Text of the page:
An estate agent has blamed Brexit, an increase in VAT rates and poor publicity for a failure to sell a unique island hotel off the coast of Donegal.
A number of outside parties expressed a strong interest in buying the 14 bedroom Óstan Thóraigh or Tory Island Hotel which had a price tag of €400,000.
They included a hotelier from Belgium, a retired couple from Dublin and a US-based priest who wanted to turn the hotel into a retreat centre.
The closing date for offers was on August 31st.
However, the estate agent handling the sale, Gareth McLarnon from Glenn Estates, has revealed that the hotel has not yet been sold.
He said that despite the current owners trading successfully and the hotel being busy, a number of factors have prevented a sale.
“We have not yet received a satisfactory offer for the hotel and so it will remain on the market.
“In my opinion, there are a number of factors at play which has prevented a sale.
“All those interested in buying the hotel were from outside of Donegal and the general area and they would have been swayed by a number of factors.
“I think the uncertainty over Brexit has to be a major factor. Also the increase in VAT rates for hotels and the hospitality industry from 9% to 13.5% has certainly not helped.
“Recently there has been some negative publicity about the numbers of visitors coming to Donegal being down so I think those considering buying the hotel who from outside the area will have been moved by this also,” he said.
The hotel continues to be owned by island’s former lighthouse keeper Sean Doherty and his family.
Mr McLarnon said Sean’s daughter and son-in-law now run the business and have enjoyed a good season and continue to trade well.
“It’s a unique venture and will not suit everyone but the hotel is still trading successfully by the Doherty family and it is doing well.
“The hotel will remain for sale and hopefully someone will buy it and continue to run it successfully,” he said.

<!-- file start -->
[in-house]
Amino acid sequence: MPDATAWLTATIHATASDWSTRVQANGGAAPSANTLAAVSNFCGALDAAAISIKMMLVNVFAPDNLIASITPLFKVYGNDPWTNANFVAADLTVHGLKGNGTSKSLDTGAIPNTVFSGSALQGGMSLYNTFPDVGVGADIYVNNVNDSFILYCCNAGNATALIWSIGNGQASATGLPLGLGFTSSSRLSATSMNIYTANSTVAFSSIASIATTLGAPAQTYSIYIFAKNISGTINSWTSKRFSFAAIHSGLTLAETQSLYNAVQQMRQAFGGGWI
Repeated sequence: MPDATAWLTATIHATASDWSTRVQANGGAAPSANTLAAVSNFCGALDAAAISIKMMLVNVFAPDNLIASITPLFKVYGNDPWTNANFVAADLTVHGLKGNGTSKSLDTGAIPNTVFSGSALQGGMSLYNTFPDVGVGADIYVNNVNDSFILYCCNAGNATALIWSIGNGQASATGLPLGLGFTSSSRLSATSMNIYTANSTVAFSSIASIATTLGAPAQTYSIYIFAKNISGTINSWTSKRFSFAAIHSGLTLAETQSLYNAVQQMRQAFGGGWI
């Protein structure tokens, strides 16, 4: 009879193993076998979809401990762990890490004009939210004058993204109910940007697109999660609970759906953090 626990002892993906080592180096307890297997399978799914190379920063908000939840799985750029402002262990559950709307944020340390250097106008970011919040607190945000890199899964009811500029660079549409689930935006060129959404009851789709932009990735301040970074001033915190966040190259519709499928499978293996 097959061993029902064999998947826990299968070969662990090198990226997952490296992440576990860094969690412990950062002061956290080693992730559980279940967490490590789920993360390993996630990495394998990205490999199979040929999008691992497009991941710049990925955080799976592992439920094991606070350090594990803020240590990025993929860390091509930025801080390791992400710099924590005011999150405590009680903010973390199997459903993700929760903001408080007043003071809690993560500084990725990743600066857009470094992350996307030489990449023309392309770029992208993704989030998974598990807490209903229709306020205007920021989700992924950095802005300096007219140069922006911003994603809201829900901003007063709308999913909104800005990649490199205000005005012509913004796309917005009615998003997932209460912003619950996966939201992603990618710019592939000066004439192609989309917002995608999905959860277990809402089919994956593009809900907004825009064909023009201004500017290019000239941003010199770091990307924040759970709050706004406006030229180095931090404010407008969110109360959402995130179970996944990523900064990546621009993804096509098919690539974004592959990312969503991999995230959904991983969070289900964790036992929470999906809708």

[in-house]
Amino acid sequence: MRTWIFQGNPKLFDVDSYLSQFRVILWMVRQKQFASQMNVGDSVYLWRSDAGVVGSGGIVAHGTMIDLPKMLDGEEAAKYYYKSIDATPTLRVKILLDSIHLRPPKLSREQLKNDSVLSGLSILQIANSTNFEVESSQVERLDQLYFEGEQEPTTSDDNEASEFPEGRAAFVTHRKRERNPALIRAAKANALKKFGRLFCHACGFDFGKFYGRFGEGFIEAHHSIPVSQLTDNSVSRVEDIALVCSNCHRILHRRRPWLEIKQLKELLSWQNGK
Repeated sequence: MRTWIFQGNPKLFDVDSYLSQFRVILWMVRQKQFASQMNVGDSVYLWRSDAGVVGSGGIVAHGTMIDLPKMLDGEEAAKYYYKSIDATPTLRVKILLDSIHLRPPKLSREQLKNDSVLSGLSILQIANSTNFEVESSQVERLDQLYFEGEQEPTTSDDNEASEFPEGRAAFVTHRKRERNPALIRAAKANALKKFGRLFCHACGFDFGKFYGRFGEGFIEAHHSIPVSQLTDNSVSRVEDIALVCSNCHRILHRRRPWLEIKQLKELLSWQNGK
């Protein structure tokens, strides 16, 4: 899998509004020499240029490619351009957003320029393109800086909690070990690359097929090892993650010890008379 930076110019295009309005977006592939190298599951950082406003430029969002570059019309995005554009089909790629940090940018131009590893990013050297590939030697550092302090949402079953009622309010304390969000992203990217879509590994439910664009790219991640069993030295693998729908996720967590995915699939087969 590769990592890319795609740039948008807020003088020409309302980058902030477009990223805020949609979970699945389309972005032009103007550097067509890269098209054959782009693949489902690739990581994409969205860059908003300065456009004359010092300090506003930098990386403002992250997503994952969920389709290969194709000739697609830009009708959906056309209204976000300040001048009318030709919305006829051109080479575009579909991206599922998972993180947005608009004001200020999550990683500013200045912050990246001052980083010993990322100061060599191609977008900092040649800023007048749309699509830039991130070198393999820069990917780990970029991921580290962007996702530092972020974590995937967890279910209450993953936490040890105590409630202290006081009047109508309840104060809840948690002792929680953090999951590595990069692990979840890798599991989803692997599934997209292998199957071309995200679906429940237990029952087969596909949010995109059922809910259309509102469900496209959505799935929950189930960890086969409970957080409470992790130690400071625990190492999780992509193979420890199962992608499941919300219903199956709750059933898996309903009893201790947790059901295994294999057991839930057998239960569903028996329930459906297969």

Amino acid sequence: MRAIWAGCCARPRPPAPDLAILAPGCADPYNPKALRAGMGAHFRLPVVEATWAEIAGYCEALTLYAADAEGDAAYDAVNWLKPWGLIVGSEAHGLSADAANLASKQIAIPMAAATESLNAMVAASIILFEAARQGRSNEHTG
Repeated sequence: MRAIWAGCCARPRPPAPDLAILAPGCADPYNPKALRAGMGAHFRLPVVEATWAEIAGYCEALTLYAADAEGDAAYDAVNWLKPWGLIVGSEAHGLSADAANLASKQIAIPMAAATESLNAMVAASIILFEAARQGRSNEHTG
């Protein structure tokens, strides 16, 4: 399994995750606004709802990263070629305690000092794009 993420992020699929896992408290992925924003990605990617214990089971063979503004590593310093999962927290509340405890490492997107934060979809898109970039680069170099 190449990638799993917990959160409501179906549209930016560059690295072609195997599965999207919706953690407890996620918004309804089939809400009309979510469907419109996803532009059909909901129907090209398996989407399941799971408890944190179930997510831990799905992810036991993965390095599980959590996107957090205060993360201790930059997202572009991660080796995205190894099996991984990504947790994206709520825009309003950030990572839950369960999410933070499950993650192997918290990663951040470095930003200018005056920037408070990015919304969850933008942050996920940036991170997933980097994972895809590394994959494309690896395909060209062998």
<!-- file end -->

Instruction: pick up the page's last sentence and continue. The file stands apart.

The 14-bedroom hotel has a with bar and restaurant.
The family-owned and run hotel is the biggest employer on the island and has been a focal point for many of the island’s historic moments since the 19th century.
The business dates from the late 1800s, when the Ward family operated the hotel and a general store, supplying everything from salted fish to the marine chandlery.
The store traded with passing ships while people from what Tory islanders call ‘the country’ also made regular shopping trips to Wards from the mainland.
Roger Casement once stayed at the hotel and Easter Proclamation Signatory Joseph Mary Plunkett sent a postcard from the hotel on his second visit to the island in 1914. He wrote that he did not stay in the hotel, however, as Mr Ward was “very Sombre”.
With a total population of around 140 Islanders (double that in summer), the Atlantic-battered island is steeped in history, mythology and folklore.
The island outpost has long been a favourite getaway for artists, nature-lovers, bird watchers and many who simply want to switch off for a few days.
Tory Island is part of the Donegal Gaeltacht and has one of the highest rates of native Irish speakers anywhere in Ireland.
The only access to the island is by ferry and each crossing takes around an hour. The ferry runs four times daily during the summer season and twice daily during the winter months.